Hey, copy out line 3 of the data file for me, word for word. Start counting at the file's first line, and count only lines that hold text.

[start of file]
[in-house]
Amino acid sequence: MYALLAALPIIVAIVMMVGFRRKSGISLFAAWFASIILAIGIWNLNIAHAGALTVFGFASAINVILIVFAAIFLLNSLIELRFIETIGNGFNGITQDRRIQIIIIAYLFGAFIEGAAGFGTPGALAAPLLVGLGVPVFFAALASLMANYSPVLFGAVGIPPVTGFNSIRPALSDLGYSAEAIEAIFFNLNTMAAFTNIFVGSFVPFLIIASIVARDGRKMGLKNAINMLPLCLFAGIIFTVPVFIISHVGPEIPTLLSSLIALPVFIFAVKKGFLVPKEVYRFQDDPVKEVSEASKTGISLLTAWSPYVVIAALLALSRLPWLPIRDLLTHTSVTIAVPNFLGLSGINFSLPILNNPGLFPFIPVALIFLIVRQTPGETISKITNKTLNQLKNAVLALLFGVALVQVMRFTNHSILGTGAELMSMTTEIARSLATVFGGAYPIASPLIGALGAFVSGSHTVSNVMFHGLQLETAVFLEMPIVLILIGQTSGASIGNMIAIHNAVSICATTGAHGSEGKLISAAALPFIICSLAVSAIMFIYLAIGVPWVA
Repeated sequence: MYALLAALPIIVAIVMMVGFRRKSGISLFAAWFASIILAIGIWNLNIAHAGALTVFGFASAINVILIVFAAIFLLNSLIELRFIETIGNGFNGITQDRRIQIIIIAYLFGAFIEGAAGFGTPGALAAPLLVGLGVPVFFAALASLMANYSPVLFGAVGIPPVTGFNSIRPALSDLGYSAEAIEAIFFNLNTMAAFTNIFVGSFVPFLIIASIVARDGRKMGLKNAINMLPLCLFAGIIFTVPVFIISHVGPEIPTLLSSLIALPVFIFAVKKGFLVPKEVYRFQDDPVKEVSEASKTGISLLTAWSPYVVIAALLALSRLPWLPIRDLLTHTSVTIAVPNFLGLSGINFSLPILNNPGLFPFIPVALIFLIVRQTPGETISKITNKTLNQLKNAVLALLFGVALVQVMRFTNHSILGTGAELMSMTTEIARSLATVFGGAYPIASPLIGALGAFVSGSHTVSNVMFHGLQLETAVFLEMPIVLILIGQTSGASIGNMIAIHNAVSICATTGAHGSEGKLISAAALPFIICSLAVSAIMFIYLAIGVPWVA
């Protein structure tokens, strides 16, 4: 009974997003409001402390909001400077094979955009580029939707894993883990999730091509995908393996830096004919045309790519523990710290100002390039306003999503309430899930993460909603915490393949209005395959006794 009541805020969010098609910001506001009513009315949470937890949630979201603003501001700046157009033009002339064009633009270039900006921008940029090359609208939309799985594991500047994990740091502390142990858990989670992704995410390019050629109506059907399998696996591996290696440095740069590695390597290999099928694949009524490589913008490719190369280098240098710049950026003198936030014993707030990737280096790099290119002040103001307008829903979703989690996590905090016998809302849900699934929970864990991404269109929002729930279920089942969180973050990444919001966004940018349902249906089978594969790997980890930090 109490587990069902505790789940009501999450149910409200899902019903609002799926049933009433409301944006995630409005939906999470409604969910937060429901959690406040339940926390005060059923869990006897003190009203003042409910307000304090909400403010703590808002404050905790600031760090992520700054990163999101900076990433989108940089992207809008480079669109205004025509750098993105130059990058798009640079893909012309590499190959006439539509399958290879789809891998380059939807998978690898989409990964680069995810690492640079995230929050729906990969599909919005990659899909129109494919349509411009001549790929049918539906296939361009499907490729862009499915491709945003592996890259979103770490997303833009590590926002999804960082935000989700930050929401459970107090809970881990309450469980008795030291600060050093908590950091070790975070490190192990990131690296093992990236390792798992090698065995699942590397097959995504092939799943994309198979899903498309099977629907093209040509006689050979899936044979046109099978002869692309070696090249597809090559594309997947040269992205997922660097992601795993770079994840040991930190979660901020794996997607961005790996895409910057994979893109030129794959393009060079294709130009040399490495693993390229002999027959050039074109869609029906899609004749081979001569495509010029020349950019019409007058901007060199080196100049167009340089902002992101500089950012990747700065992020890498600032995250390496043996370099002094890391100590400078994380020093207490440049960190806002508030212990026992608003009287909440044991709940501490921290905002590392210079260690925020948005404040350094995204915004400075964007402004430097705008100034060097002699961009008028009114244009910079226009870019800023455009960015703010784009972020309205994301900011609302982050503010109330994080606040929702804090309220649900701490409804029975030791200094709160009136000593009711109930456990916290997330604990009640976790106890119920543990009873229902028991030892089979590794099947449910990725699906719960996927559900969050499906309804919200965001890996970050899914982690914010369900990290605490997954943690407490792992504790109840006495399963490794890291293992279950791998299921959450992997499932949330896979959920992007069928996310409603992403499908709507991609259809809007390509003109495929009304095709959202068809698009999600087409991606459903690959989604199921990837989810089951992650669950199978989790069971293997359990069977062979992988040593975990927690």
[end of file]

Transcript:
Repeated sequence: MYALLAALPIIVAIVMMVGFRRKSGISLFAAWFASIILAIGIWNLNIAHAGALTVFGFASAINVILIVFAAIFLLNSLIELRFIETIGNGFNGITQDRRIQIIIIAYLFGAFIEGAAGFGTPGALAAPLLVGLGVPVFFAALASLMANYSPVLFGAVGIPPVTGFNSIRPALSDLGYSAEAIEAIFFNLNTMAAFTNIFVGSFVPFLIIASIVARDGRKMGLKNAINMLPLCLFAGIIFTVPVFIISHVGPEIPTLLSSLIALPVFIFAVKKGFLVPKEVYRFQDDPVKEVSEASKTGISLLTAWSPYVVIAALLALSRLPWLPIRDLLTHTSVTIAVPNFLGLSGINFSLPILNNPGLFPFIPVALIFLIVRQTPGETISKITNKTLNQLKNAVLALLFGVALVQVMRFTNHSILGTGAELMSMTTEIARSLATVFGGAYPIASPLIGALGAFVSGSHTVSNVMFHGLQLETAVFLEMPIVLILIGQTSGASIGNMIAIHNAVSICATTGAHGSEGKLISAAALPFIICSLAVSAIMFIYLAIGVPWVA